This may not strictly count because the time between the independently derived results may not have been long, but the significance of the result makes this example interesting and the two workers concerned certainly were unaware of each other's result.
The Russell Paradox was known to Cantor independently of Russell's announcement of the result and highly likely some years before Russell hit on it. See Jean van Heijenoort, "From Frege to Goedel: a source book in mathematical logic, 1879-1931" (1967) on page 114, where a letter from Cantor to Dedekind is reproduced. Cantor writes to Dedekind in 1899, two years before Russell announced his paradox:
"...If we start from the notion of a definite multiplicity (a system, a totality) of things, it is necessary, as I have discovered, to distinguish two kinds of multiplicities (by this I mean definite multiplicities).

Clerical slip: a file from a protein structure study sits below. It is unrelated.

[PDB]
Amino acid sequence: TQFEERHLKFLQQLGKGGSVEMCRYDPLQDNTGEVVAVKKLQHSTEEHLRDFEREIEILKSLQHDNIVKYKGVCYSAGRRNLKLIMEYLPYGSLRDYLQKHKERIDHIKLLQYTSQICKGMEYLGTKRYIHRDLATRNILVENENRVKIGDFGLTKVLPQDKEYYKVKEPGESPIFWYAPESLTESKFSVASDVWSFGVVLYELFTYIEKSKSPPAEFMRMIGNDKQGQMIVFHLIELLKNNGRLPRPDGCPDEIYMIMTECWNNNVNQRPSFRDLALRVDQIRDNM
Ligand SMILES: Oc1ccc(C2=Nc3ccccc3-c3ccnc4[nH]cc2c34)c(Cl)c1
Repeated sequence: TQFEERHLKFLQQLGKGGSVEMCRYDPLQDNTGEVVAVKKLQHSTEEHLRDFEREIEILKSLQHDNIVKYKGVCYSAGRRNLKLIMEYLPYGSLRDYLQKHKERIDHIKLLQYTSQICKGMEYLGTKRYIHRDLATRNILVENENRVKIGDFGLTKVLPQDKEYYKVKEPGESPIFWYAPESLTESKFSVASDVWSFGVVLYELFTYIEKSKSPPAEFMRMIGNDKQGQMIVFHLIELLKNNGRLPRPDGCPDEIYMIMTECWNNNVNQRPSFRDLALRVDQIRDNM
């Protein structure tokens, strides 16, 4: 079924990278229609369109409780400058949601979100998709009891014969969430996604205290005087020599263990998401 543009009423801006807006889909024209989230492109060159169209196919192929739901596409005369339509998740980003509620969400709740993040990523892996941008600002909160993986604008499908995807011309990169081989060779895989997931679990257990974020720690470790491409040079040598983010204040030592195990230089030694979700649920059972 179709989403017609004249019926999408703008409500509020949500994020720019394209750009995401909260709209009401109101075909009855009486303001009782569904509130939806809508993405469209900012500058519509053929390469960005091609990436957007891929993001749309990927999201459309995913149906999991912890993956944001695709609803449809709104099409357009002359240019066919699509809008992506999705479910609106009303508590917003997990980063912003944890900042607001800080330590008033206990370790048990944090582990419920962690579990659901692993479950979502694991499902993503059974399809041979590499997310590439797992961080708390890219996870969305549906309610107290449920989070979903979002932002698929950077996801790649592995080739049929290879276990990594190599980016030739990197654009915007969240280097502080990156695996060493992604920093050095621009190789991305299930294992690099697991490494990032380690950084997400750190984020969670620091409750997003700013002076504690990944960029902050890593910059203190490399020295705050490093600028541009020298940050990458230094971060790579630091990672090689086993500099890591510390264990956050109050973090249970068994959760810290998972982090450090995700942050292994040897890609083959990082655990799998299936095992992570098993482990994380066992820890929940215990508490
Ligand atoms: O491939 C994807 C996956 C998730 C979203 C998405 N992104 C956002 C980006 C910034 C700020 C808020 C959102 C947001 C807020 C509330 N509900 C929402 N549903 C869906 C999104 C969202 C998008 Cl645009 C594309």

For a multiplicity can be such that the assumption that all of its elements 'are together' leads to a contradition, so that it is impossible to conceive of the multiplicity as a unity, as 'one finished thing'. Such multiplicities I call absolutely infinite or inconsistent multiplicities.
As we can readily see, the 'totality of everything thinkable', for example, is such a multiplicity ..."
Cantor was aware that if you applied the Cantor slash argument to the set of all sets, a contradiction would follow. In this letter he shows he was aware of the contradiction inherent in the conception of this 'multiplicity as a unity, as one finished thing', and the Russell paradox in the words that Russell used was likewise found by Russell when he was seeking a flaw in Cantor's slash argument and applied it to set of all sets or, the 'totality of everything thinkable'. See the wikipedia article for the history of Russell's take on things.